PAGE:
The glider section in Jungle Level 4 needed some attention to make it look comparable in quality to the Wild West sequence. I made new materials for the grass and stony river bed using flat albedos and normal maps. I was careful to ensure that texture stretching was not obvious on the terrain grass. Many rocks were added along the terrain’s cliffs to make the terrain look more interesting.
I also took care of a few miscellaneous things throughout the week. I edited the mega plate texture in Photoshop to show 2 weights instead of 1 and removed ‘RB to run’ from the controls screen UI. The torches have also been modified to have an offset so they do not flicker in sync.
I am happy with the progress made this week and I feel we are in a good place for submission.
This week I spent primarily working on my own assignments that I had put on hold in order to work on Klepto. The following weeks will be similar.
This week I managed to make one more model for Klepto. It’s a projector made out of playskool toys, duct tape, wood and a viewmaster toy. It sits in the van as a projector to display the world names.
This week has been heavily focused around finalising the new Aztec levels with their mechanics and decorations. To aid the jungle levels within the game I decided to create a water shader with various adjustable properties, which could be tweaked to create different water effects. This water shader has now been used in numerous places and helps add to the environment of the levels that we are constructing. A simplistic fish AI was also created and various fish prefabs were made to swim around underneath the water. This has no impact on gameplay but again helps add to the environmental aspects of the game. The new water is now also used as a “kill floor” for the player which if touched will trigger the respawn of the player as well as crates that the player can pick up.
The first section of the Aztec glider level has now been fully completed with assets and incorporates a fishpond like environment for the player to navigate through. One thing noted during playtesting the level was that players would often get confused as to which of the four directional lanes they had been down already. To combat this, we decided to include a new spider web prefab which when touched by the player would create a dust particle effect and destroy the web. These webs were then placed at the entrance of each of the four tunnels so that players could clearly visualise which lanes they had been down already by spotting which lanes were missing the spider webs.
Whilst the rest of the group were over at PAX on the weekend I also decided to experiment with some simple combat mechanics as well as a more open world approach to level design within the game. In one day I managed to create a new open world level using unity terrain and also added destructible crates with collectable coins and enemies for the player to hit with a throwable sword. This provided a completely new experience to the game which may be further looked into in the future.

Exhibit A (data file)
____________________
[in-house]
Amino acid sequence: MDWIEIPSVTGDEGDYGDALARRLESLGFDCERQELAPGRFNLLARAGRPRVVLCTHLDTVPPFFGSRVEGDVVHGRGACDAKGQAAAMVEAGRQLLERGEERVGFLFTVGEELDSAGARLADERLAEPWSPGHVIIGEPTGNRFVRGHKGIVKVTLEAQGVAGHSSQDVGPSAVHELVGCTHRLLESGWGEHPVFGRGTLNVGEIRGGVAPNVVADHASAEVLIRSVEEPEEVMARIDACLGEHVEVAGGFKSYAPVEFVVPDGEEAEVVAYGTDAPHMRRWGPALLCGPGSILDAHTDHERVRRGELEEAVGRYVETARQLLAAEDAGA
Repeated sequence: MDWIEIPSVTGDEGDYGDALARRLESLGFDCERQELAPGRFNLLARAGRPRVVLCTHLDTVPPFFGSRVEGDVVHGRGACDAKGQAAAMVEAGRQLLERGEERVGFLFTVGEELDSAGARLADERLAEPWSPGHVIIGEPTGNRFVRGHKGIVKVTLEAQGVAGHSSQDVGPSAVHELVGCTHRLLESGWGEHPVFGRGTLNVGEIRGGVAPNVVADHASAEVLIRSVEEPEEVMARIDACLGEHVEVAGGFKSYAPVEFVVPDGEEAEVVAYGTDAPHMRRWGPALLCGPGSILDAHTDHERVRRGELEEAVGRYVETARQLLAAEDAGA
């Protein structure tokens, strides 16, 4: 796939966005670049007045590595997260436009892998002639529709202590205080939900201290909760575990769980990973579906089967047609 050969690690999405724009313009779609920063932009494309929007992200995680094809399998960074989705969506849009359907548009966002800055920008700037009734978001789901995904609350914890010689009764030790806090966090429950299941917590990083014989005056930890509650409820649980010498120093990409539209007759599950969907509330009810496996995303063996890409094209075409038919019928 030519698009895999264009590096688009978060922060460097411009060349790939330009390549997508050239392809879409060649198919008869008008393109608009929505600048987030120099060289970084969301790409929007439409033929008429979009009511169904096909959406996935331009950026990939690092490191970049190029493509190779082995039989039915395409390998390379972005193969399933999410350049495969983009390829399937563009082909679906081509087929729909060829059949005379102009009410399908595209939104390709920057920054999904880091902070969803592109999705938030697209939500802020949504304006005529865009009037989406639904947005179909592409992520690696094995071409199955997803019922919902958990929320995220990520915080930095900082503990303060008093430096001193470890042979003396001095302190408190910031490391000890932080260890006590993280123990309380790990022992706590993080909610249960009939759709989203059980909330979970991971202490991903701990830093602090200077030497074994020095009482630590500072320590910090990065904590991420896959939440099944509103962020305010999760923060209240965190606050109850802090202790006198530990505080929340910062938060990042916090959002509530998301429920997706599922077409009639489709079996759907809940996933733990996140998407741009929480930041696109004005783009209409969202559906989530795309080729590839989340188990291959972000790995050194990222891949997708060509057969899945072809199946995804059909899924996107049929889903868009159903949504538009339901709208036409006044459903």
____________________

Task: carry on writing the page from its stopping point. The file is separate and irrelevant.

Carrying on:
The group attended and displayed Klepto at Armageddon over the weekend and received a large amount of feedback and responses about the game. Overall, the players enjoyed the game with a few players spending up to an hour playing through the various levels. We also managed to reach a variety of players of different ages ranging from school children to adults in their 30’s / 40’s. The older players felt that Klepto was very nostalgic of the old platformer games which they had played in the past, while some of the younger players who had never experienced a 3D platformer before found it new and refreshing to play. During the week following Armageddon, there were a lot of small bugs and glitches which were found and resolved.
Apart from this we also replaced all of the old teleporters in the game with the new teleport effect which now holds a separate image/screenshot in the centre to represent each level that the player is about to enter.
The new glider level in the Aztec world has also been fully laid out with its obstacles among the terrain and is now ready to be decorated and completed. The main menu has also received an overhaul to create a more interesting running sequence. The main menu now includes a custom “track” which Klepto runs through and includes jump pads for Klepto to jump on as well as a section where he translates from running to flying away from the guard on the glider.
With the game in a good state and all known bugs now resolved, we created our final build of the game to take to PAX over the coming weekend. The Itch build of the game has now also been updated to the latest version of the game, which we will be sending to PAX.